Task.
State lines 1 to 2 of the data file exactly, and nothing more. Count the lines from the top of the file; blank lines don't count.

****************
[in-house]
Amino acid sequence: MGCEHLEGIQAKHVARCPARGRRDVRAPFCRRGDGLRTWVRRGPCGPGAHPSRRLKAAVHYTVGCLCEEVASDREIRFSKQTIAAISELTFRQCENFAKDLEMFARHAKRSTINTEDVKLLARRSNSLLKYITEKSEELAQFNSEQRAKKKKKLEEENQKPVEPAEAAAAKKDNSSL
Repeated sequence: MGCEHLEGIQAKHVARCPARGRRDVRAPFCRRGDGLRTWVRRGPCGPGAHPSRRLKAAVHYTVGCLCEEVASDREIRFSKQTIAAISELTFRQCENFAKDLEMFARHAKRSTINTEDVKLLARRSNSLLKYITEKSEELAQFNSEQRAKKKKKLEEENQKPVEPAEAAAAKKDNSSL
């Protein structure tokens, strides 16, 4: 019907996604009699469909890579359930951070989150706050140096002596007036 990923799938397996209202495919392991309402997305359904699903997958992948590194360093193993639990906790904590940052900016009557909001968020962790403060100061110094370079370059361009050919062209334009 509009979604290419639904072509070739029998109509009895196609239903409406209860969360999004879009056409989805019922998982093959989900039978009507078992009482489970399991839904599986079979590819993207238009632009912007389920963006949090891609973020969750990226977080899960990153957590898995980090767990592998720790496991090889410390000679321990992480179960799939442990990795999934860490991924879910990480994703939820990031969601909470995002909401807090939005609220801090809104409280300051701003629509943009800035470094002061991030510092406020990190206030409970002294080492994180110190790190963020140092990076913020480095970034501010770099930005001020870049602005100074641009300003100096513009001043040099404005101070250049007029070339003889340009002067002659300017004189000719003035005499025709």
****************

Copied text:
[in-house]
Amino acid sequence: MGCEHLEGIQAKHVARCPARGRRDVRAPFCRRGDGLRTWVRRGPCGPGAHPSRRLKAAVHYTVGCLCEEVASDREIRFSKQTIAAISELTFRQCENFAKDLEMFARHAKRSTINTEDVKLLARRSNSLLKYITEKSEELAQFNSEQRAKKKKKLEEENQKPVEPAEAAAAKKDNSSL